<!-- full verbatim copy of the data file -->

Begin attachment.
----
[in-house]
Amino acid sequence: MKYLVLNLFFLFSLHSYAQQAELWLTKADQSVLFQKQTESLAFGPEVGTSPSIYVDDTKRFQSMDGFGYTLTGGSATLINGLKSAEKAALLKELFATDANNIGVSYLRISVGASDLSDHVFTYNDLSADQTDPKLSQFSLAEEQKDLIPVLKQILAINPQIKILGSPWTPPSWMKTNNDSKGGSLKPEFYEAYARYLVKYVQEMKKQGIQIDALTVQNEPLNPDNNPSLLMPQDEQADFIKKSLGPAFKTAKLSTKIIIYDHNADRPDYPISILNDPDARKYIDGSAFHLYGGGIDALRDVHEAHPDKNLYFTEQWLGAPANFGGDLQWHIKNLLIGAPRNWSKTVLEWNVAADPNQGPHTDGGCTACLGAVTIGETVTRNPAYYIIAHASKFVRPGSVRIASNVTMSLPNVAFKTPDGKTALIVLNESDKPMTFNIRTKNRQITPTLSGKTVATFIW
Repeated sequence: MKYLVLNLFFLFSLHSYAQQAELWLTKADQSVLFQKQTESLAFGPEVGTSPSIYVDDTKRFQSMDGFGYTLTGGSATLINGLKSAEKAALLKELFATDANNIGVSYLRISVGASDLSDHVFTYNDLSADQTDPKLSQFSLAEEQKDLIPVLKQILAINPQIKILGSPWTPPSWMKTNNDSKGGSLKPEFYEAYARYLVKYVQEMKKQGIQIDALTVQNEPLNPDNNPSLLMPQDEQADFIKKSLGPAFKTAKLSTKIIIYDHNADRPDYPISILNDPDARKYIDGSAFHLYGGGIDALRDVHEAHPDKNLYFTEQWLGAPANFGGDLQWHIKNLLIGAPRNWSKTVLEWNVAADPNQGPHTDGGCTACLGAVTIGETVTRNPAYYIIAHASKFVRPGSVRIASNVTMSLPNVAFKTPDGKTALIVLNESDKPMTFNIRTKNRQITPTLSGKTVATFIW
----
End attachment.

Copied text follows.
[in-house]
Amino acid sequence: MKYLVLNLFFLFSLHSYAQQAELWLTKADQSVLFQKQTESLAFGPEVGTSPSIYVDDTKRFQSMDGFGYTLTGGSATLINGLKSAEKAALLKELFATDANNIGVSYLRISVGASDLSDHVFTYNDLSADQTDPKLSQFSLAEEQKDLIPVLKQILAINPQIKILGSPWTPPSWMKTNNDSKGGSLKPEFYEAYARYLVKYVQEMKKQGIQIDALTVQNEPLNPDNNPSLLMPQDEQADFIKKSLGPAFKTAKLSTKIIIYDHNADRPDYPISILNDPDARKYIDGSAFHLYGGGIDALRDVHEAHPDKNLYFTEQWLGAPANFGGDLQWHIKNLLIGAPRNWSKTVLEWNVAADPNQGPHTDGGCTACLGAVTIGETVTRNPAYYIIAHASKFVRPGSVRIASNVTMSLPNVAFKTPDGKTALIVLNESDKPMTFNIRTKNRQITPTLSGKTVATFIW
Repeated sequence: MKYLVLNLFFLFSLHSYAQQAELWLTKADQSVLFQKQTESLAFGPEVGTSPSIYVDDTKRFQSMDGFGYTLTGGSATLINGLKSAEKAALLKELFATDANNIGVSYLRISVGASDLSDHVFTYNDLSADQTDPKLSQFSLAEEQKDLIPVLKQILAINPQIKILGSPWTPPSWMKTNNDSKGGSLKPEFYEAYARYLVKYVQEMKKQGIQIDALTVQNEPLNPDNNPSLLMPQDEQADFIKKSLGPAFKTAKLSTKIIIYDHNADRPDYPISILNDPDARKYIDGSAFHLYGGGIDALRDVHEAHPDKNLYFTEQWLGAPANFGGDLQWHIKNLLIGAPRNWSKTVLEWNVAADPNQGPHTDGGCTACLGAVTIGETVTRNPAYYIIAHASKFVRPGSVRIASNVTMSLPNVAFKTPDGKTALIVLNESDKPMTFNIRTKNRQITPTLSGKTVATFIW